I kept up with my class at 'The Cube' Technology School and benefited greatly from the knowledge and skill of our new Design Tech and the students kept learning … and eventually they started peer to peer support and I grew more confident in my ability to help. Yesterday I got an email from the parent of the student who had the 'full tears' moment earlier in the term. She was writing to say that her daughter is now quite interested in Design and would like to know how to further encourage her! I felt great! I am evolving with my students too, I notice it in the way I think about challenges both personally and professionally, I notice it when my reaction to something that is broken or not working properly is 'let's see if I can fix it myself' … there is different 'self talk' in my mindset too. Below is the logo that one of my students created for me, her design opportunity was:
How might we design a logo that reflects Ms Campbell-Rogers love of the environment while incorporating her love of family?
I love it!
I was also able to visit UCC design teachers @mhoel, @ljensen, @tjagdeo, @sbarclay, and @echarbonneau to gather insights around types of assignments, scope and sequence in the middle years design program, interdisciplinary opportunities, timetabling, tech applications and materials management . It was a special treat to have a tour of their beautiful new design spaces both in the lower and upper schools; excellent insights into space, materials storage and furniture as BH is currently designing our new innovation and design space so these conversations were particularly helpful!
The other angle I am approaching my learning from is tied to the values work we have been doing as a school community. One of the values we have identified is inclusiveness. I have been inspired by conversations with my sons Grade 2 Teacher & Portraiture Artist Gordon Shadrach. Gordon's portraiture work challenges stereotypes often projected upon Black men. Danielle Bryk, Owner / Curator at Gallery 181 encapsulates his approach this way: "Shadrach’s art brings much-needed representation to the cultural sphere of traditional “Western” portraiture that has long excluded the narratives of Black artists. Through exploring intersections of race, masculinity, class and sexuality, The Artist’s work reflects the complexities of Black experience." Conversations with Gordon as well as with friends and colleagues around the process of 'decolonizing art & curriculum' got me thinking about the intersection of all of these things … the value of inclusiveness, representation, and the idea of decolonizing design. Gordon introduced me to OCAD's Dean of Design, Elizabeth (@Dori_Danthro) Tunstall at an event and I began following her on social media - she was using a term I had never heard before … 'respectful design' Which in this article she defines as: "Respectful Design means valuing inclusivity, peoples’ cultures and ways of knowing through empathic and responsible creative methodologies. It means deepening our relationships to the lives of the materials that connect us to the craft of making. It means designing ourselves back into the environment. For example, adding Indigenous concepts of Seven Generations to inform sustainable design. It means celebrating need over want. Respectful design means acknowledging different values, different manners of production, and different ways of knowing."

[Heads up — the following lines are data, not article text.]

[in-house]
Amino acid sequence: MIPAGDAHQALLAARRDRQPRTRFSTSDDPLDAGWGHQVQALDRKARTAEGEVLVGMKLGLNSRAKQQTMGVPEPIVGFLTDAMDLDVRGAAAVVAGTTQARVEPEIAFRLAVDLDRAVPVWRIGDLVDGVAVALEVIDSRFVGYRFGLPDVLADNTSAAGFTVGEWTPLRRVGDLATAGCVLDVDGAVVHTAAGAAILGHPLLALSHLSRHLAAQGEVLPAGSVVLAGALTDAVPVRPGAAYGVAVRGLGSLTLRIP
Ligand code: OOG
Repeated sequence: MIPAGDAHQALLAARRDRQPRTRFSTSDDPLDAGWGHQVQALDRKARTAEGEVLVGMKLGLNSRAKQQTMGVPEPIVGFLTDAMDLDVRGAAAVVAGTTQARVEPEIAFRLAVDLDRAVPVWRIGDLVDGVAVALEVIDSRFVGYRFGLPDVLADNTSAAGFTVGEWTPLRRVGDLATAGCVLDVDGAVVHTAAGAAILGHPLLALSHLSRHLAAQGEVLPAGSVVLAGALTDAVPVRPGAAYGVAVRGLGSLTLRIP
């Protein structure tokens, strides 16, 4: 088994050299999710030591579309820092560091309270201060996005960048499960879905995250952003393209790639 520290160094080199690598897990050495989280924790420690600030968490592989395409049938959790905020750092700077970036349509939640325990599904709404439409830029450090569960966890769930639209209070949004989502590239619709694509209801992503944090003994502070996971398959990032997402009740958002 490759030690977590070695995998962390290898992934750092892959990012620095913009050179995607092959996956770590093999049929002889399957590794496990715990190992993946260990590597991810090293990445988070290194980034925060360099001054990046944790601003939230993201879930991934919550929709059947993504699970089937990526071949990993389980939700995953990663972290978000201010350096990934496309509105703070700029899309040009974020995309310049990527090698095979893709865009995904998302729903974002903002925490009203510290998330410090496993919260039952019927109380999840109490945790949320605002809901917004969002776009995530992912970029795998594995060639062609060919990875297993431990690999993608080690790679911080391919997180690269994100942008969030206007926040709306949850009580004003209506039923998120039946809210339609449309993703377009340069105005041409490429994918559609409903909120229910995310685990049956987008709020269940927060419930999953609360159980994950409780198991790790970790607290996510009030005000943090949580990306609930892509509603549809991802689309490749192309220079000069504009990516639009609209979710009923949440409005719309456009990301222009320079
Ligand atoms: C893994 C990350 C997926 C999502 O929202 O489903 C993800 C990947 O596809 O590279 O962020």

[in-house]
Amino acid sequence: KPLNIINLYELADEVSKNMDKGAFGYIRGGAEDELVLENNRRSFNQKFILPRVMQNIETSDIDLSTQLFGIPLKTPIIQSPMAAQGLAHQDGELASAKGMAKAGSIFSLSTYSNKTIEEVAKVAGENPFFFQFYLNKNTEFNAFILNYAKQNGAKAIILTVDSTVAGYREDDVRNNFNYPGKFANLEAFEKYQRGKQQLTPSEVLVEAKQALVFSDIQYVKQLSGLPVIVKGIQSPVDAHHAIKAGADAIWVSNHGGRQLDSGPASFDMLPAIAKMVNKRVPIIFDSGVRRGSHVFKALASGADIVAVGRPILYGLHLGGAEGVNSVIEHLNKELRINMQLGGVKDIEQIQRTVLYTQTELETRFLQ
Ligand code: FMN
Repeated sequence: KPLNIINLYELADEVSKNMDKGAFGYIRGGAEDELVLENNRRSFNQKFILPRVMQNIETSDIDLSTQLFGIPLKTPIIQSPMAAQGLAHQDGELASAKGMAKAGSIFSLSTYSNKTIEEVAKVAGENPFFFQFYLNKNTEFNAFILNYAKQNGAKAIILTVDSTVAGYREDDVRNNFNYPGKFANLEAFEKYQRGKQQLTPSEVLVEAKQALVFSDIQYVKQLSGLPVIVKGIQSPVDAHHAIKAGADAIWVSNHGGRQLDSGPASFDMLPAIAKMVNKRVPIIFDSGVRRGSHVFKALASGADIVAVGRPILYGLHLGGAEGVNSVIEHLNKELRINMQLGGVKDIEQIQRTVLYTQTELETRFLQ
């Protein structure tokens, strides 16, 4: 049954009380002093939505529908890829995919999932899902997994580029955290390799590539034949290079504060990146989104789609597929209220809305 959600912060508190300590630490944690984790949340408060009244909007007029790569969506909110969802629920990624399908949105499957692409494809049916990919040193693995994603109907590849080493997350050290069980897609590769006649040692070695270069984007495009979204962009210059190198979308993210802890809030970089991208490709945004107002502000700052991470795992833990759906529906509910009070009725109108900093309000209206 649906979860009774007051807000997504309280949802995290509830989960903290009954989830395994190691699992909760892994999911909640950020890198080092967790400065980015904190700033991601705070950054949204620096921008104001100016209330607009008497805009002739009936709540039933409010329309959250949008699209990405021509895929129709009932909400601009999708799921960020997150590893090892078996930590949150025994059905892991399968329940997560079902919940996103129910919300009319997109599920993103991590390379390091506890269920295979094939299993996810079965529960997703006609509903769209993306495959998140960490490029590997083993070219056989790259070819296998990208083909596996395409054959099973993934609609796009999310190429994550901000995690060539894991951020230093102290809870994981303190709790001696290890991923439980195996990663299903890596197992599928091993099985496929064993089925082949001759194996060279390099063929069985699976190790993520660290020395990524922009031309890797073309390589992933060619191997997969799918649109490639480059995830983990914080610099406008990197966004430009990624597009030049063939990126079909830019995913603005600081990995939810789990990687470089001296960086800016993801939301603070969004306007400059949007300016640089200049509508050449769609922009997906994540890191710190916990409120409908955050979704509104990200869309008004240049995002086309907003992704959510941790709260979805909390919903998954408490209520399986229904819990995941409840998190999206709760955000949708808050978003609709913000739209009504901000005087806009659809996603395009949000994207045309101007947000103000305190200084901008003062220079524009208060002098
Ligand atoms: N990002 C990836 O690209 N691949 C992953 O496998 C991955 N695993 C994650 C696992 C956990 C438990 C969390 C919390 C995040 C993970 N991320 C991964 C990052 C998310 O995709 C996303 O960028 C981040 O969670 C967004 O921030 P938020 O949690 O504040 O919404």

As a design teacher with a humanities background, I am electrified by this concept! If I am starting at the beginning, teaching design to middle schoolers how might I pursue interpreting the design curriculum in a more intentionally inclusive, respectful way and thus deepen the meaning of what we are doing from the get-go?
My action plan this year was really just to learn about best practices in teaching design, developing creative confidence and failing well... but when big ideas keep me up at night, I pay attention! I'll be starting some reading with this title, kindly recommended by Havergal's Manager of Diversity, Equity and Inclusion @mmiller .
If you have thoughts on how to build a culturally inclusive design program, please reach out, I look forward to hearing from you!